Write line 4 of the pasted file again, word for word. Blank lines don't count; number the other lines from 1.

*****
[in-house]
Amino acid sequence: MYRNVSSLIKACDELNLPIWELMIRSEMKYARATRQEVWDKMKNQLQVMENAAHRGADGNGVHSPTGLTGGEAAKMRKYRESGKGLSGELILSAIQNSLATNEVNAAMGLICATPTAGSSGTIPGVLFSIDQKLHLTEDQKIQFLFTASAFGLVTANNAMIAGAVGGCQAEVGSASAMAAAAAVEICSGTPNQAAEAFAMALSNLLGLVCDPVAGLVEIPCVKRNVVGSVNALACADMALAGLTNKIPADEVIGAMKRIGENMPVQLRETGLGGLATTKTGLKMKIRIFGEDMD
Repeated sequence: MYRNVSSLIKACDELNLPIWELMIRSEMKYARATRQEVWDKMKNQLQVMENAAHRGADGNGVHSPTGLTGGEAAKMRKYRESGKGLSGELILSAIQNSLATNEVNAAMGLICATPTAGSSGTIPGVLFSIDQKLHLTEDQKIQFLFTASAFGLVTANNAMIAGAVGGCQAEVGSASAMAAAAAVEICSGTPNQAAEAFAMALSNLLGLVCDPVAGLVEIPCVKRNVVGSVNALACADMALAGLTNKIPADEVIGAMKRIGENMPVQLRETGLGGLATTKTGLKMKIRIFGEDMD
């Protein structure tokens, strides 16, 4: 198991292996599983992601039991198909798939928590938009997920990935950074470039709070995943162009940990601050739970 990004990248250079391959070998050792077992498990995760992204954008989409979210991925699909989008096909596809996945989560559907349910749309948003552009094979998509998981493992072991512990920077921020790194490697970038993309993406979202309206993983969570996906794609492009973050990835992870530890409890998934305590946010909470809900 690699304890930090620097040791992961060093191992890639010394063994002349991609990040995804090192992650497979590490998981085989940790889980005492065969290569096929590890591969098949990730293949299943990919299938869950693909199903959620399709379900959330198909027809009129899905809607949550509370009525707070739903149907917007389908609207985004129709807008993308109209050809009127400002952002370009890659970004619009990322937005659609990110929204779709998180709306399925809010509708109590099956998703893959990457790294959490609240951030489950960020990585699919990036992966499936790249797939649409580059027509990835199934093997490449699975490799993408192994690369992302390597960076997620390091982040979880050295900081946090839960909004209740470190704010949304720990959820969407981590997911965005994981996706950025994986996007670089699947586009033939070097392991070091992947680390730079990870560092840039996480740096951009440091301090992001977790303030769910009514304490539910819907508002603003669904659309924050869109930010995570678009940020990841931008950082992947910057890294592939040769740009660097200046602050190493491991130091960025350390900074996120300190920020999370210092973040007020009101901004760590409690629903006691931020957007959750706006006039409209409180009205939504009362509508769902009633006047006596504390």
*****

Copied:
């Protein structure tokens, strides 16, 4: 198991292996599983992601039991198909798939928590938009997920990935950074470039709070995943162009940990601050739970 990004990248250079391959070998050792077992498990995760992204954008989409979210991925699909989008096909596809996945989560559907349910749309948003552009094979998509998981493992072991512990920077921020790194490697970038993309993406979202309206993983969570996906794609492009973050990835992870530890409890998934305590946010909470809900 690699304890930090620097040791992961060093191992890639010394063994002349991609990040995804090192992650497979590490998981085989940790889980005492065969290569096929590890591969098949990730293949299943990919299938869950693909199903959620399709379900959330198909027809009129899905809607949550509370009525707070739903149907917007389908609207985004129709807008993308109209050809009127400002952002370009890659970004619009990322937005659609990110929204779709998180709306399925809010509708109590099956998703893959990457790294959490609240951030489950960020990585699919990036992966499936790249797939649409580059027509990835199934093997490449699975490799993408192994690369992302390597960076997620390091982040979880050295900081946090839960909004209740470190704010949304720990959820969407981590997911965005994981996706950025994986996007670089699947586009033939070097392991070091992947680390730079990870560092840039996480740096951009440091301090992001977790303030769910009514304490539910819907508002603003669904659309924050869109930010995570678009940020990841931008950082992947910057890294592939040769740009660097200046602050190493491991130091960025350390900074996120300190920020999370210092973040007020009101901004760590409690629903006691931020957007959750706006006039409209409180009205939504009362509508769902009633006047006596504390």